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The Fountain on Locust - Ladue News: Food & Dining

The Fountain on Locust

Divine Diner

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Posted: Thursday, August 19, 2010 12:00 am

Fun food in a fun place is a quick way to describe The Fountain on Locust. Opened a couple of years ago, the midtown diner near Saint Louis University is a hopping throwback to soda fountain days, serving made-from-scratch designer salads, sandwiches and starters. Here, toppings like pesto, salad dressings and sandwich spreads do not come from bottles and cans.

In addition to that culinary throwback to the days when pretty much everything was made from scratch, the decor is also retro. Brightly painted ceilings and walls have an art deco ambience, and the seating includes church-pew type wooden booths. It has a large soda fountain bar where the restaurant’s piéce de resistance, ice cream, is concocted into tempting treats, alcoholic and non.

Of the small list of starters we had mushroom

bruschetta ($7.59) and the Symphony Platter ($6.59). The bruschetta was thick French bread slices lined up on a plate and slathered with button mushrooms sautéed with butter and garlic. A few strips of roasted red pepper garnished the tasty and satisfying dish. The Symphony Platter was garlic cheese bread topped with very good house-made pesto. Here, the bread was more foccaccia-style, crusty, deliciously oiled, and grilled on the bottom. Mozzarella was liberally melted on top, and the pesto’s basil/walnut/garlic flavors stood up well to the thick cheese.

The ‘entree’ menu offers a mix-and-match option. With about 10 interesting sandwiches, three homemade soups and six salads, you can pair a half-sandwich with a cup of soup or a half-order of salad for roughly $7.29. The sandwiches run the gamut from egg salad on whole-grain bread with spinach leaves, to roast beef with goat cheese and basil, or ham on ciabatta with orange/cranberry/walnut cheese spread. Prices are $7 to $8 per large sandwich.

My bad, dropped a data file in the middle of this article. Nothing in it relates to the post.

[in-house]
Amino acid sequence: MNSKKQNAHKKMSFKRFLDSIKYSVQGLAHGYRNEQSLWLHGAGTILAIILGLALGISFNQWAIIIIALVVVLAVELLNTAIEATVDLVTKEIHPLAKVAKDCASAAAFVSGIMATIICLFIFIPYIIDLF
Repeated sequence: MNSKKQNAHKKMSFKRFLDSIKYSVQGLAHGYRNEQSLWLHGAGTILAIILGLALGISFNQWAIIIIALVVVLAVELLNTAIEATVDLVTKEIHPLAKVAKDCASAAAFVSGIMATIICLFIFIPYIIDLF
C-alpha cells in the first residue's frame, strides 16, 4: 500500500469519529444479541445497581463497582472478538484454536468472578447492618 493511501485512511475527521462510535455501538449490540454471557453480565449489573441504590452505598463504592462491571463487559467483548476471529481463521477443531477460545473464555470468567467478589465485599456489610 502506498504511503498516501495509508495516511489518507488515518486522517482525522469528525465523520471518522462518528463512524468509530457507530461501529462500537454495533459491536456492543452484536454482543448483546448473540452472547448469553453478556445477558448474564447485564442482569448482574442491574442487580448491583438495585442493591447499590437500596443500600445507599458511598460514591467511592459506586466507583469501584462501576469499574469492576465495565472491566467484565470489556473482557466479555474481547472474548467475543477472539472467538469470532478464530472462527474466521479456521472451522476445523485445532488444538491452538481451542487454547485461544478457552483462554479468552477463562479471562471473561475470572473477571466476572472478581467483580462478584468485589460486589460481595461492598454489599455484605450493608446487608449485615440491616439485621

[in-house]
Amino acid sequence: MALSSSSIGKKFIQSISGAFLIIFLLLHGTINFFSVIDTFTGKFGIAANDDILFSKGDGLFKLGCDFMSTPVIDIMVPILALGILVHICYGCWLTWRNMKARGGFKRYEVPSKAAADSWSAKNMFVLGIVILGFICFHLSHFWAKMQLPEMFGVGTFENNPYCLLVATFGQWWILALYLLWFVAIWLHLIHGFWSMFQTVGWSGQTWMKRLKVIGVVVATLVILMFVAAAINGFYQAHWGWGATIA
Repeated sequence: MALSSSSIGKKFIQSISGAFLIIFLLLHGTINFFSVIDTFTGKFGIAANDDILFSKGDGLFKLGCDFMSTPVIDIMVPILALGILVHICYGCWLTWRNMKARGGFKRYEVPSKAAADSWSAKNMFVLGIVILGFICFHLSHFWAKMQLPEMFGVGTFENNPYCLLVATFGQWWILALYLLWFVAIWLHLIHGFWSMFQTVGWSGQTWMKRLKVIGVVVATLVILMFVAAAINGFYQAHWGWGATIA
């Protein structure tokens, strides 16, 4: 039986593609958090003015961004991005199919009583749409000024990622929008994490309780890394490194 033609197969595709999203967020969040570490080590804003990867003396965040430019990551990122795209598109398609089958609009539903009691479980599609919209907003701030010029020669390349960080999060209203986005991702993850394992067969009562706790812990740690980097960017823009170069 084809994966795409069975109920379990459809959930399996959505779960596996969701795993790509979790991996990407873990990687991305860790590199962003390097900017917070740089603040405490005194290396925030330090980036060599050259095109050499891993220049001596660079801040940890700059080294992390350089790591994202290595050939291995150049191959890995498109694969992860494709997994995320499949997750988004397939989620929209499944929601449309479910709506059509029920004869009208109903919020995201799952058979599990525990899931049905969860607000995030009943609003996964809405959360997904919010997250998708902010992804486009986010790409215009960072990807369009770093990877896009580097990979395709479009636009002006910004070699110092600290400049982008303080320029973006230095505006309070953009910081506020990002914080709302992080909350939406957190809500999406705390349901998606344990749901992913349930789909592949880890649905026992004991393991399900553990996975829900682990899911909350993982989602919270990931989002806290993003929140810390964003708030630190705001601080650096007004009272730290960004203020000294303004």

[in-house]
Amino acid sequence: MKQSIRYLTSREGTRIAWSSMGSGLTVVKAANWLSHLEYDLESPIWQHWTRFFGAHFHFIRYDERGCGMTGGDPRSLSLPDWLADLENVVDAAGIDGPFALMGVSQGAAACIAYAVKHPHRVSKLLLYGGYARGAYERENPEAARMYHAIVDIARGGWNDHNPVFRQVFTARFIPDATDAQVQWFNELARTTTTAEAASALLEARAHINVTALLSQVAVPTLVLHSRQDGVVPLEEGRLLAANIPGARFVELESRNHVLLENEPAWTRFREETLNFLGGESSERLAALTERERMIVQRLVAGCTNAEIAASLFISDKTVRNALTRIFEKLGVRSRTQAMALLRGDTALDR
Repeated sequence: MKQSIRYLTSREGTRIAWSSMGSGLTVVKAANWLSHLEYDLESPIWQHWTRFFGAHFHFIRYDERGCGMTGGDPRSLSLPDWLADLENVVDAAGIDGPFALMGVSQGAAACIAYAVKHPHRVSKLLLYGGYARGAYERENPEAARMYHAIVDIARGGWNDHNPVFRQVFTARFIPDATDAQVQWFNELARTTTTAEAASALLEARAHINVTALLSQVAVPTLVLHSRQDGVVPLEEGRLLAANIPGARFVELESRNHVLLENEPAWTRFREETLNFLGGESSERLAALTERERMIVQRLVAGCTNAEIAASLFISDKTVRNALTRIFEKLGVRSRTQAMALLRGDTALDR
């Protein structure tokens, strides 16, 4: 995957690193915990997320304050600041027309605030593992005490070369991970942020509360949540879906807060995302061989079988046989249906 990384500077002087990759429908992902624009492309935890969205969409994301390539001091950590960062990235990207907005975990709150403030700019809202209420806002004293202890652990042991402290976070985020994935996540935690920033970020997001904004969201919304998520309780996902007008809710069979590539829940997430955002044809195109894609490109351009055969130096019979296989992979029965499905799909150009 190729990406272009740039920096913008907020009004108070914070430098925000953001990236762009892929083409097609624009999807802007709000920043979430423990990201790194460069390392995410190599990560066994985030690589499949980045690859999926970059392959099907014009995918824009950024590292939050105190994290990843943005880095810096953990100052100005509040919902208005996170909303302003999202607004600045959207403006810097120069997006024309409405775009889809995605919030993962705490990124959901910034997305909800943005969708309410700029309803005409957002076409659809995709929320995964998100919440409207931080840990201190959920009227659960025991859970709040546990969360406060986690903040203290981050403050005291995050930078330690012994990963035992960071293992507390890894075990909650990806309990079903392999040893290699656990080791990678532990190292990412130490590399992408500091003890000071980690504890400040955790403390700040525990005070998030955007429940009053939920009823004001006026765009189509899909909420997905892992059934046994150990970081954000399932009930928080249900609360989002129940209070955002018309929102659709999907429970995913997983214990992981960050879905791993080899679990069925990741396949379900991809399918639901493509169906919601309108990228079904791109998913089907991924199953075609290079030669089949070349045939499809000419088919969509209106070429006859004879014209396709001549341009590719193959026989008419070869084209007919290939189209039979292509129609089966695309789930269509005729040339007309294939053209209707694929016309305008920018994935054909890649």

We tasted several offerings, starting with the Royal Grille ($7.79), a grilled cheese sandwich for grown-ups. The man-sized sandwich oozed with white cheddar and mozzarella on cranberry wheat bread. Slivers of Fuji apple added some texture, while a sweet marmalade spread on the bread made it very sweet. An accompanying side of Stutz salad was quite nice, consisting of tender spinach leaves, chopped walnuts, feta and sweet mandarin oranges. The dressing was very light made from light cream/sour cream and marmalade.

The Number 7 ($8.79) was a bit heartier. The all-vegetable sandwich was served open-face, with toasted focaccia piled high with fresh tomato cubes, chopped spinach, minced artichoke hearts, goat cheese and that wonderful pesto. The combination was tasty, a little tart from the artichokes, a little sweet from the tomatoes, and a little creamy thanks to the cheese. It came with choice of soup, and we opted for the day’s special, creamed spinach tortellini. For a creamy soup it was unexpectedly thin, but not in a bad way. It had very light cream and lots of veggies and cheese tortellini. It had the slightest bite to it, and was a little over-salted, but with a nice blend of flavors.

Now we come to The Fountain’s raison d’etre: the fountain treats. The ice cream is brought in from a dairy in Wisconsin, and according the restaurant’s menu, it is the freshest and finest. Not only that, but The Fountain makes its own sauces—hot fudge, raspberry, caramel, marshmallow, etc.—from scratch. Now that’s a lot of build-up, but we were not disappointed. The Bearcat ($7) had hot fudge and caramel sauces melting over big scoops of vanilla and butter pecan ice cream. It all ran together in a wonderfully sweet and creamy mess. I will say, though, they could go a lot lighter on the whipped cream. A single-scoop marshmallow sundae over coffee ice cream ($3.60) was excellent. The ice cream was dark and full-bean flavored, and you could taste the freshness in that marshmallow sauce.

This place is part blast-from-the-past, part gourmet deli. It has a wonderful, lively vibe, due in no small part to the colorful walls and ceiling, and of course, the omnipresence of ice cream, which simply brings out the kid in everyone.

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